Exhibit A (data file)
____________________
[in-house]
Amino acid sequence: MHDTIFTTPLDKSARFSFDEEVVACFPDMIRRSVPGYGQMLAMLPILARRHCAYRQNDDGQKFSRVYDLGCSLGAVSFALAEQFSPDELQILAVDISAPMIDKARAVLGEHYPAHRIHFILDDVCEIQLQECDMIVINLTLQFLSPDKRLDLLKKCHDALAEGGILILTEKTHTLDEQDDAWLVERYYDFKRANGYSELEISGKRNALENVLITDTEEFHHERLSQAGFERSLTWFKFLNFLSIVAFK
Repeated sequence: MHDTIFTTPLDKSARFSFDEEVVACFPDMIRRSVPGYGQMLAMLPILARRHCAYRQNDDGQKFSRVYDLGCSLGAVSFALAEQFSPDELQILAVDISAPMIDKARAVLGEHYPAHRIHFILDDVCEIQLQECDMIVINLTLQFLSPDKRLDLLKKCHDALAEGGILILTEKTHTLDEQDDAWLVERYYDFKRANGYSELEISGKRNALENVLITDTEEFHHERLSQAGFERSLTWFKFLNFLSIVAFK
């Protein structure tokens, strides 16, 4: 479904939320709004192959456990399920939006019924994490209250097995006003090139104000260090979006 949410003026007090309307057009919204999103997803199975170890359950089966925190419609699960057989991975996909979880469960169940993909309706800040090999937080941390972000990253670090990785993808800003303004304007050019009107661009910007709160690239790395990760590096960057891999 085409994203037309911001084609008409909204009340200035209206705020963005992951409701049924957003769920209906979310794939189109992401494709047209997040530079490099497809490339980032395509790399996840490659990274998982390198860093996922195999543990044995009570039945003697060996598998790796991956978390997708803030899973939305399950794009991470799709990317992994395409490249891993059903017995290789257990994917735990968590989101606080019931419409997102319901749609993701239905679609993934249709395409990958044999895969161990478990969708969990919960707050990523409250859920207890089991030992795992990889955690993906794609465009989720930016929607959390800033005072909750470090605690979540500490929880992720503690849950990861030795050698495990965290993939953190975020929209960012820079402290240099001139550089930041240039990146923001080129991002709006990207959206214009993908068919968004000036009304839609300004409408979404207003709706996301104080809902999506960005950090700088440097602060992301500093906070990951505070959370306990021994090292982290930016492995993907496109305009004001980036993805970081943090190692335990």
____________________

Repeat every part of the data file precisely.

[in-house]
Amino acid sequence: MHDTIFTTPLDKSARFSFDEEVVACFPDMIRRSVPGYGQMLAMLPILARRHCAYRQNDDGQKFSRVYDLGCSLGAVSFALAEQFSPDELQILAVDISAPMIDKARAVLGEHYPAHRIHFILDDVCEIQLQECDMIVINLTLQFLSPDKRLDLLKKCHDALAEGGILILTEKTHTLDEQDDAWLVERYYDFKRANGYSELEISGKRNALENVLITDTEEFHHERLSQAGFERSLTWFKFLNFLSIVAFK
Repeated sequence: MHDTIFTTPLDKSARFSFDEEVVACFPDMIRRSVPGYGQMLAMLPILARRHCAYRQNDDGQKFSRVYDLGCSLGAVSFALAEQFSPDELQILAVDISAPMIDKARAVLGEHYPAHRIHFILDDVCEIQLQECDMIVINLTLQFLSPDKRLDLLKKCHDALAEGGILILTEKTHTLDEQDDAWLVERYYDFKRANGYSELEISGKRNALENVLITDTEEFHHERLSQAGFERSLTWFKFLNFLSIVAFK
């Protein structure tokens, strides 16, 4: 479904939320709004192959456990399920939006019924994490209250097995006003090139104000260090979006 949410003026007090309307057009919204999103997803199975170890359950089966925190419609699960057989991975996909979880469960169940993909309706800040090999937080941390972000990253670090990785993808800003303004304007050019009107661009910007709160690239790395990760590096960057891999 085409994203037309911001084609008409909204009340200035209206705020963005992951409701049924957003769920209906979310794939189109992401494709047209997040530079490099497809490339980032395509790399996840490659990274998982390198860093996922195999543990044995009570039945003697060996598998790796991956978390997708803030899973939305399950794009991470799709990317992994395409490249891993059903017995290789257990994917735990968590989101606080019931419409997102319901749609993701239905679609993934249709395409990958044999895969161990478990969708969990919960707050990523409250859920207890089991030992795992990889955690993906794609465009989720930016929607959390800033005072909750470090605690979540500490929880992720503690849950990861030795050698495990965290993939953190975020929209960012820079402290240099001139550089930041240039990146923001080129991002709006990207959206214009993908068919968004000036009304839609300004409408979404207003709706996301104080809902999506960005950090700088440097602060992301500093906070990951505070959370306990021994090292982290930016492995993907496109305009004001980036993805970081943090190692335990």